Whatever year you attend the Muscle Car And Corvette Nationals (MCACN) in Chicago each year you will likely see a car you have never seen before and likely never even knew was built. Such was the case for me again at the 2019 Show. There as you walked into the huge collection of cars was a 1966 Ford Fairlane GTX. A typical custom car from the 60s, but with a twist. It was not a custom from some hot rodder, it was a factory car.
When we think of muscle cars most of us immediately think of Hemi cars, 396 Chevelles or Boss 429 Mustangs. If you say custom cars then I generally think of the 1950s and some of the very wild cars that looked more like factory dream cars than speed machines. However, today we fondly remember “day two cars” as muscle cars even though they had many custom touches. Customs are a bit of a lost chapter in muscle car history. In 1963, the Ford Custom Car Caravan was created by Ford’s Jacques Passino in partnership with model maker AMT. Who remembers building plastic models of our dream cars before we could even dream of driving? I know I sure do.
The Ford Custom Car Caravan toured dealerships and local venues to help promote the new car. Virtually all Monogram and AMT and other scale-model kits were usually sold with lots of custom parts. The kits often featured drawings of custom cars on the boxes.
In late 1964 and early 1965, Ford built a prototype to introduce its newly restyled intermediate 1966 Fairlane. It was to be part of the traveling Custom Car Caravan. The Fairlane was an intermediate sized car and had great styling and optional engines to easily qualify it as a muscle car. The sleek styling included stacked headlights and a slight fastback roofline. Ford decided to send famed customizer Gene Winfield a few renderings so he could add some of his unique style to the prototype Fairlane. Ford installed a 427 side-oiler medium-riser engine in the prototype just to let everyone know that it was serious about the performance of the new Fairlane.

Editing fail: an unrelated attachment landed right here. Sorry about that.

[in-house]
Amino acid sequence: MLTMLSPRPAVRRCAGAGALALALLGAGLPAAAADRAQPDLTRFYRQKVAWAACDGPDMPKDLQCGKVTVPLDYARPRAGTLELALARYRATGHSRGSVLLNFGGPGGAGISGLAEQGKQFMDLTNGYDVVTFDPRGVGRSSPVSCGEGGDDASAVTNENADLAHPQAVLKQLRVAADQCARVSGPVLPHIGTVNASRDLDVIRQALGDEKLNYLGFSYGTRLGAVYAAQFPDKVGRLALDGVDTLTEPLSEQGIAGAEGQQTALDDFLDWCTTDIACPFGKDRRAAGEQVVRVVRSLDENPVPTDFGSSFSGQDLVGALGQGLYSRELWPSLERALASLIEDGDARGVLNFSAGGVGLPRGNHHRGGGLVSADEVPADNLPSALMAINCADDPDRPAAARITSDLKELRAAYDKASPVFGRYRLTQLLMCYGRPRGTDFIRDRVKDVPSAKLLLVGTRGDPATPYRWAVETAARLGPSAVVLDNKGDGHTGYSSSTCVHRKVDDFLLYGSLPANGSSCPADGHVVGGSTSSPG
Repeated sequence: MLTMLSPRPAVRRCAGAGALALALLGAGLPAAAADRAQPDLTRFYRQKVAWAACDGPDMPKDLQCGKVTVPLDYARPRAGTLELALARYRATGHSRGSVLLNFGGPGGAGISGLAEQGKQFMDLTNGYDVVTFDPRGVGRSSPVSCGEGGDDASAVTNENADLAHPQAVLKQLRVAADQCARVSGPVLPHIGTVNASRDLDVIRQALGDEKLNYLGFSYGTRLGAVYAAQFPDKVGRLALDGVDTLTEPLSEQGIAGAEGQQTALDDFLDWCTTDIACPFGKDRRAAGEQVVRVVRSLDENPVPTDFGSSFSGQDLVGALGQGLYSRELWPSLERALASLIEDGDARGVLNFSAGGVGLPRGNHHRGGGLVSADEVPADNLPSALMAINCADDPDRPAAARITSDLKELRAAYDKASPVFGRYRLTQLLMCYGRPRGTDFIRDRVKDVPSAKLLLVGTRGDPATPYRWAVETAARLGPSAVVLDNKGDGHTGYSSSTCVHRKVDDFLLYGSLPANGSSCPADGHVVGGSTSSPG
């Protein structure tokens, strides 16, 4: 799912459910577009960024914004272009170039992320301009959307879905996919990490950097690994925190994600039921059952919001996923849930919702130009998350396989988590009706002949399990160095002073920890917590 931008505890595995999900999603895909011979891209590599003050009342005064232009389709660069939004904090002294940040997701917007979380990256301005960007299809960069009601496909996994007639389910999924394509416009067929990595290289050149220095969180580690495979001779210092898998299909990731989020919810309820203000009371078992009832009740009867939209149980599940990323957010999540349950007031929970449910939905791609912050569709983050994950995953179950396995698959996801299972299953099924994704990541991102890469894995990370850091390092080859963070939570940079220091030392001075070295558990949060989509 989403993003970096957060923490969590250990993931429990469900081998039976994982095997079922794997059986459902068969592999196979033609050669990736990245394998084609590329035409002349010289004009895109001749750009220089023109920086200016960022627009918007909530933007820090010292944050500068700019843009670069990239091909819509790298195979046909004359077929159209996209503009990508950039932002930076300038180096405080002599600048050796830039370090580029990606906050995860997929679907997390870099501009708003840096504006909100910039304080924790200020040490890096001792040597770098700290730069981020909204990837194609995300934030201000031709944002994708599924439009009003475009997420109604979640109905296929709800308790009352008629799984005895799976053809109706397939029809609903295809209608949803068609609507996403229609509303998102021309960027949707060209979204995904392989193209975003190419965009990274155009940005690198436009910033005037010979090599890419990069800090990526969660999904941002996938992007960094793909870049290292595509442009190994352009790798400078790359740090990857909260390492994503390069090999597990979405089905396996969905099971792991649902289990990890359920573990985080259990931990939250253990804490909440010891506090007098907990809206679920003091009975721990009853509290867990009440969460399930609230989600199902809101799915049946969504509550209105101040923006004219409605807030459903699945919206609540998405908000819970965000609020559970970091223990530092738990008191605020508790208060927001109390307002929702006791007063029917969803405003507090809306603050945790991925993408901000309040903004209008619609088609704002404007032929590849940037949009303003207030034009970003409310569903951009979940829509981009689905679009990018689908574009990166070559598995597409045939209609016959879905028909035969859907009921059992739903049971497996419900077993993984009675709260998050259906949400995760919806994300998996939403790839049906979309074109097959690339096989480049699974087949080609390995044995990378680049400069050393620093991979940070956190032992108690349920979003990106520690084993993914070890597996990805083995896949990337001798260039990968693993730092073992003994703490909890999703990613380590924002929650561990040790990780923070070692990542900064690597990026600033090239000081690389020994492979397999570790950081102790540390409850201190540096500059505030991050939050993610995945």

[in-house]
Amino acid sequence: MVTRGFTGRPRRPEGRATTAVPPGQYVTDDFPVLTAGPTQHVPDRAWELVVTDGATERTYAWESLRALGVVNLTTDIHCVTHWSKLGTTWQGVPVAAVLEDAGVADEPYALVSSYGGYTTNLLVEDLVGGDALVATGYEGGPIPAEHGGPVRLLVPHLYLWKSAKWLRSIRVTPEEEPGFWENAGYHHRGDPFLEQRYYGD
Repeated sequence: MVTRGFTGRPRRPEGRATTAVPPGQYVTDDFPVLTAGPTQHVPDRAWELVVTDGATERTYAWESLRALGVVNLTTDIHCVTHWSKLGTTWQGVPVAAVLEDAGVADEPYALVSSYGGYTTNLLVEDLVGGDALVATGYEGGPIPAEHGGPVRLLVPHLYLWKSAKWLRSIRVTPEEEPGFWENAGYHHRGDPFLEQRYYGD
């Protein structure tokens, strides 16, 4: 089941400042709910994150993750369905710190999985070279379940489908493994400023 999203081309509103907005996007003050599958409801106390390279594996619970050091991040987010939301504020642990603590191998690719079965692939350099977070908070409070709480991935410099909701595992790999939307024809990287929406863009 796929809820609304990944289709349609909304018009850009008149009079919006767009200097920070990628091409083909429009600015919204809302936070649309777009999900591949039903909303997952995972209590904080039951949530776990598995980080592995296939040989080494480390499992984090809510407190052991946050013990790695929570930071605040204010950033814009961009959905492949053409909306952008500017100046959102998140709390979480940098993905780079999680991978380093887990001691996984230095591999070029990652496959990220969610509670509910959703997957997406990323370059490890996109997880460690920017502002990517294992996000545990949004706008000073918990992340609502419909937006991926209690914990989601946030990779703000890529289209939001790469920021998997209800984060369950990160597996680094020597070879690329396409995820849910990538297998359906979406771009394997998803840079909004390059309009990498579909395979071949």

The Fairlane GT-X debuted in January 1966 at the Detroit Autorama. It was also featured in the March 1966 issue of Car Craft magazine. The Fairlane GT-X was sometimes referred to as the Fairlane A-Go-Go, a term often used in the youth market to describe beautiful girl “Go-Go Dancers”. It toured until early 1967, and then with the completely larger new 1968 Fairlane body soon to be released it was no longer needed or displayed.
Martin Vieau was the tech advisor for the Fairlane Club and would often answer letters for those who had questions about Ford’s midsize model. In 2000, Martin received a letter from someone who claimed to be in possession of the Fairlane GT-X. Excited at the prospect of seeing this great prototype, Martin made the drive to Ohio to view the car. He was unaware that the car still existed. Upon inspection, Martin was elated to find that most of the original, one-off prototype components and custom parts were still intact.
Eventually, Martin purchased the car and immediately called Gene Winfield He explained that he was the new owner of the Fairlane GT-X. The first thing said, was that when the car was ready for paint, “I’m your guy to paint it.” It took eleven years for Martin to begin the restoration process. Winfield did paint the car exactly as he had painted it in 1965
1966 Fairlane GT-X Promotional Custom
Owner: Martin Vieau, Cambridge, MN
Restored by: Owner; painted by Gene Winfield
Engine: 427ci side-oiler medium-riser V-8
Transmission: C6 3-speed automatic
Rearend: Ford 9-inch with 4.11 gears
Exterior Color: Pearl White with Metallic Blue Pearl stripes
Interior: Custom Metallic Blue Naugahyde bucket seats
Wheels: 14×6 Hurst
Tires: 7.75-14 Firestone Deluxe Champion